Longer cages will increase capacity as Andrew says.
If I have or move to a long cage derailleur will one or a larger pulley increase capacity?
To be transparent - I have no experience with oversize pullies.
I'm offering a summary of: "Do Oversized Derailleur Pulleys Really Help?" parts 1 and 2. Both articles are interesting but part 2 addresses the derailleur capacity issue.
The 46 tooth large cog on the XX1 did not offer a large enough range for everyday riders, forcing them to choose between pushing their bike uphill or getting dropped on fast downhills. Problems were solved by introducing a massive 50T cog as a twelfth gear. This large cog requires a longer chain in order to make smooth shifts. Instead of increasing the length of the derailleur cage, Sram increased the lower jockey wheel size in order to prevent the cage to run close to the ground and be susceptible to rock strikes. My wild guess is that they left the top pulley untouched at 12 teeth to increase shifting accuracy.
So, SRAM is building derailleurs that have a larger lower pulley (14 teeth on the bottom, 12 teeth on top) to increase capacity. (Linked as an example, not an endorsement)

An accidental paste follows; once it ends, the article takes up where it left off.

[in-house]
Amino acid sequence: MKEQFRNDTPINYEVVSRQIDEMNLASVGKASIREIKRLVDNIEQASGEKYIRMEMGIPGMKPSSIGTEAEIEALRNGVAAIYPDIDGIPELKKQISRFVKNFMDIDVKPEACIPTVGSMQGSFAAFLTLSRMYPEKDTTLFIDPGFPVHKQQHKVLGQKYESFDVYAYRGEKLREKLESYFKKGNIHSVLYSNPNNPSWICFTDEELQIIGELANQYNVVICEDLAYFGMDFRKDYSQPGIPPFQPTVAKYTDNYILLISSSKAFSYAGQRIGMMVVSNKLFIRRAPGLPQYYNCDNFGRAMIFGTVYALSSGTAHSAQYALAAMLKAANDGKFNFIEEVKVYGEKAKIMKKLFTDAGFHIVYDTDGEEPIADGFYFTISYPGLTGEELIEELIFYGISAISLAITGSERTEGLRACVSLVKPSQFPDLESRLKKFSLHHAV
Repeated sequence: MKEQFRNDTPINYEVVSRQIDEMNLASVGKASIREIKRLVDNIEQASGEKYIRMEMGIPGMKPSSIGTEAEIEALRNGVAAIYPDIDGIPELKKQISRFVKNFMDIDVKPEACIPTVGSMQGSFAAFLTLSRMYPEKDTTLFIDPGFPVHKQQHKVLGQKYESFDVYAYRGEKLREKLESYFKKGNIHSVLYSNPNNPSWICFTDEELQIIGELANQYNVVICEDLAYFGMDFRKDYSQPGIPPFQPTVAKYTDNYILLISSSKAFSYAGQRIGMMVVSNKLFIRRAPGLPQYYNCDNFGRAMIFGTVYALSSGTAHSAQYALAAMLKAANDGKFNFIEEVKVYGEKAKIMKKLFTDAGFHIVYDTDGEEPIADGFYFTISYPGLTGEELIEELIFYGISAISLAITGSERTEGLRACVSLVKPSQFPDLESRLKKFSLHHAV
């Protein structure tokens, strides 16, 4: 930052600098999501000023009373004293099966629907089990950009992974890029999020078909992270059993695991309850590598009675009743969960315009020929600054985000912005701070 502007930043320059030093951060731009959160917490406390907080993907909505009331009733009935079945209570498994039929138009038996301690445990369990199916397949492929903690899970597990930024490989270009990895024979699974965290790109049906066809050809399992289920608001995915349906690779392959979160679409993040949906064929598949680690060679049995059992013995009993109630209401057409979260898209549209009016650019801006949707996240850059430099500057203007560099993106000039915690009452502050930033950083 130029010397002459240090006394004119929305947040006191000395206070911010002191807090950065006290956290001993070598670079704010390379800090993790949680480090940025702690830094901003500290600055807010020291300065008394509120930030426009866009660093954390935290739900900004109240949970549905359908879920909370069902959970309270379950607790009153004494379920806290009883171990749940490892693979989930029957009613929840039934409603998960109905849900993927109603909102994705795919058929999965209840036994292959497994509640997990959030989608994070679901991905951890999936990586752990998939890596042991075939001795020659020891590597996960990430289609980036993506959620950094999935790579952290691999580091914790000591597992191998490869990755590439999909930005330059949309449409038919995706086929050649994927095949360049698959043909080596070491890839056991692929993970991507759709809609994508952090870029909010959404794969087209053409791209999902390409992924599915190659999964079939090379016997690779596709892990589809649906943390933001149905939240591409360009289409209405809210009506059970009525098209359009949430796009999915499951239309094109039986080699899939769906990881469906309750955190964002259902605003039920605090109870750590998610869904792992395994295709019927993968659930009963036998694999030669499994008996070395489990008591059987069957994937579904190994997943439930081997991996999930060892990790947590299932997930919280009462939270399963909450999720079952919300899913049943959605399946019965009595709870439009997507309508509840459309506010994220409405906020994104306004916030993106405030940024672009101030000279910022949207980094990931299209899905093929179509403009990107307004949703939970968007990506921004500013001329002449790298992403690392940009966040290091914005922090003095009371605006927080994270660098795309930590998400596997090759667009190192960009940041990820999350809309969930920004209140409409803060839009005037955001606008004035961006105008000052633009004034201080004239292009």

It was difficult to find information on people moving to a larger pulley to increase capacity. Most of the articles went on and on about energy savings.
As a very skeptical person I'd like more information before making a change on my bike.
One thing that makes me more open to the possibility of this working is my experience with the triple pulley Sun Tour derailleur in the distant past.
It's not exactly the same thing but the two bottom pulleys are a little like a single larger pulley. The triple pulley did increase capacity. It seems logical that if a derailleur can handle more chain it can handle more capacity.
So, given my skepticism I'd be willing to try a larger pulley solution if:
- My current derailleur was already a long cage.
- I could find a larger pulley or pulley/cage combo that was not too expensive
"Too expensive" would be a price that would make me feel bad about throwing the parts away if the experiment didn't work.
Like SRAM I'd only put a larger pulley on the bottom - not the top - for the reason Andrew gives in his answer:
It also seems reasonable to assume that increasing the size of the jockey wheel closes to the sprockets without changing its location would result in a smaller maximum usable sprocket size.
I'd say you'll get more capacity, but you may not be able to use a larger cassette to take advantage of that larger capacity.
Let us know what happens if you take the plunge.